Women (not) asking questions in seminars

More great research in women in the academy confirming what many feminist epistemologists have suspected. To non-academics, the issue studied may appear less important than it is: the relative frequency of women asking questions in academic seminars. However, in academia, asking questions after talks (whether at conferences or at talks within the department) is an important way of showing off your smarts, networking, and learning. It’s also a crucial conduit for practicing public speaking skills, which matter for job interviews, giving your own talks, and teaching.

For me, verbal interaction, especially in Q&As, was the most terrifying part of academia. I’m not the kind of person who thinks on my feet quickly, and I have extremely low self-esteem, so I’m very unlikely to think that I have a good enough question or comment in a short Q&A period. (The same applies to occasions involving intellectual banter over dinner with a speaker, and the myriad ‘small’ social interactions that determine whether you will be recognized as a Bright Young Thing.)

It’s refreshing to see people do empirical work to validate the experiences of women and other minorities. Some of what’s found in the study isn’t surprising: For example, they found that men are 2.5 times (relative to their actual prevalence in the audience) as likely to ask questions as women. The real interesting bits are their proposed reasons for this phenomenon (as inferred from their causal model), and their proposed interventions.


The studies included self-reports on how frequently people asked questions and their reasons for not asking questions, in addition to actual observations of audience question-asking behavior in many institutions in Europe, across three disciplines (biology, psychology, and philosophy). In line with other research on women in universities, they found that women were more likely to attribute not speaking up to internal factors such as worrying that they are not clever enough, whereas men were more likely to cite external factors like a lack of time. This is in line with other studies such as those in Unlocking the Clubhouse, where it was found that women tended to blame their innate qualities when they did badly in a computer science course, whereas men were more likely to blame external factors like the instructor (unsurprisingly, this caused women to drop the major at a higher rate, even if they weren’t actually performing worse than men).

Two reasons that may not have been obvious to even feminist epistemologists stood out:

  1. The gender of the first person to ask a question. When the Q&A time was less than 20 minutes, there is a large gender imbalance in question-askers if the first questioner is a man, but no imbalance if the first questioner is a woman.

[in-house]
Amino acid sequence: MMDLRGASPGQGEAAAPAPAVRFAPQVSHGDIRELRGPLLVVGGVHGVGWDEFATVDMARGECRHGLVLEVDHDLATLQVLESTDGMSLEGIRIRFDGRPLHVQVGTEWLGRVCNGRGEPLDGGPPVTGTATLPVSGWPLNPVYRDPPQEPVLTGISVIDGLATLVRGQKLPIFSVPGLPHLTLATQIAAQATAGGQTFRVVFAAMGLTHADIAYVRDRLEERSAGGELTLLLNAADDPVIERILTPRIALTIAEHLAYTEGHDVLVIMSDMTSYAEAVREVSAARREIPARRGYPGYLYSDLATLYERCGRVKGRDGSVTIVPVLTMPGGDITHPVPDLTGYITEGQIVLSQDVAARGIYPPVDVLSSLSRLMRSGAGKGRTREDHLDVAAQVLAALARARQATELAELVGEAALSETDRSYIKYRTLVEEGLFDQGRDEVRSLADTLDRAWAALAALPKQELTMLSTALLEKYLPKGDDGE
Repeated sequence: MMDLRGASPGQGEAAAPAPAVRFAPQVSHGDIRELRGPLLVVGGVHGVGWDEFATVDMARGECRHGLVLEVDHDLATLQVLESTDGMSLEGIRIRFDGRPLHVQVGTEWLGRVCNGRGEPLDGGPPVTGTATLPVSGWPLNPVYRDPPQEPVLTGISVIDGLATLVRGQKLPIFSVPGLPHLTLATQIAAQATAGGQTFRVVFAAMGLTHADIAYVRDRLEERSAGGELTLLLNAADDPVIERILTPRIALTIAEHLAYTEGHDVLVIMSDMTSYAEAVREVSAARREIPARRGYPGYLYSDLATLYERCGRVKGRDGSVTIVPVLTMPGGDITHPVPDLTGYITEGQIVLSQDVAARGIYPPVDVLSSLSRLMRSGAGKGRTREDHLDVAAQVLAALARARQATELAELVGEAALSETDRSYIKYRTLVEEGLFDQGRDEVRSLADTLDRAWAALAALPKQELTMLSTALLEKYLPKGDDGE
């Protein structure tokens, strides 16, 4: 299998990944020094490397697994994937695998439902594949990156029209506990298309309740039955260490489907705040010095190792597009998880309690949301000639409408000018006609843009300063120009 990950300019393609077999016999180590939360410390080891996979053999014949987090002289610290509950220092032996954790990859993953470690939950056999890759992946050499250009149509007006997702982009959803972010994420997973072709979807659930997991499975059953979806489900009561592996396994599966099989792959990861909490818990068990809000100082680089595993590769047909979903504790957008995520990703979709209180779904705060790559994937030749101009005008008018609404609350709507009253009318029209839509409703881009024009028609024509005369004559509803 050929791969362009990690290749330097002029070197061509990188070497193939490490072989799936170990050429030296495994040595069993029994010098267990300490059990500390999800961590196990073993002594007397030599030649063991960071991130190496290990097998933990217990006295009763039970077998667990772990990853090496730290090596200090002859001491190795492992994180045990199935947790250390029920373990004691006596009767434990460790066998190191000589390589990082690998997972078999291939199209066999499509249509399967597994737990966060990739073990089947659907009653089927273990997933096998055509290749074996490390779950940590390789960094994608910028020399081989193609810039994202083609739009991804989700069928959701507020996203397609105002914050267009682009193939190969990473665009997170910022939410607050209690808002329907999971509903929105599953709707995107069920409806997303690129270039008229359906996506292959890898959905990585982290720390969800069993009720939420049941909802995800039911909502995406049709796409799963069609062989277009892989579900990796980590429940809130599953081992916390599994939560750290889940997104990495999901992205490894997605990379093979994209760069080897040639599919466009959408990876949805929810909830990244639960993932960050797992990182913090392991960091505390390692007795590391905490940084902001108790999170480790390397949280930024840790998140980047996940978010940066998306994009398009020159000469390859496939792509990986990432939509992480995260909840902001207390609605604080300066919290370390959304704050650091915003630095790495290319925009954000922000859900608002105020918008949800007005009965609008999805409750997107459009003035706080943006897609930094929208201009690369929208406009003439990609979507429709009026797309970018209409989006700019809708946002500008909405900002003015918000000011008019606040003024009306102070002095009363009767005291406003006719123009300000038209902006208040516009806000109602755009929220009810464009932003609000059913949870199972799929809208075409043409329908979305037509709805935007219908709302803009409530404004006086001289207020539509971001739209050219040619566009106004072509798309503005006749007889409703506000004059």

2. How long the Q&A lasts. The authors estimate that the gender imbalance disappears when the Q&A is about 50 minutes long.

Conveniently, these are factors that lend themselves to relatively easy intervention. The authors propose that moderators make an attempt to call on a woman as the first question-asker. They also propose longer Q&A times, and attempted to conduct an experiment where they asked some organizers to shorten the period allotted to talks. However, this experiment failed because the organizers in question failed to do this, letting the speakers go over time. To those of us who’ve been through academia, it should be no surprise that it’s really difficult to limit how long a speaker goes on — many people are bad about being firm enough to just shut down someone when they exceed the time limit.

Drawing from my own experience, however, one measure that could be taken to increase Q&A is simply to have more seminars (or conferences) that don’t have a conventional “talk” as the main body of the seminar. Instead, have more workshop-style seminars where the author doesn’t present a full “talk”, but gives the audience a paper beforehand, which everyone is expected to have read before the seminar. The author can then give a very abbreviated summary of the paper, or there can be short commentaries on the paper followed by a short author’s response. The bulk of the time can be reserved for discussion. I’ve only had one such conference experience, at the Vancouver Summer Philosophy Conference, and the workshop format is one of the reasons why it is the only conference in my life that I’ve enjoyed. The Q&A definitely met the threshold of 50 minutes, the moderators were excellent, and the organizers had a quota system to ensure that nobody asked too many questions over the course of the conference.


The social epistemology revealed by the paper is pretty in line with feminist epistemology. For example, men consistently under-estimated the gender imbalance in Q&A (though on average they did perceive one), and also the reasons for why women don’t speak up.

One factor, however, that many might expect to matter but didn’t in the study is the proportion of women in the home department who were faculty or graduate students. These negative results are also key to informing our interventions — we can’t just assume that hiring or admitting more women will ameliorate all gender-related obstacles (though it may ameliorate some).

I’ll end with one finding that is so stereotypical it’s almost funny: Men were more likely than women to cite having spotted a mistake in the talk as a reason to ask a question.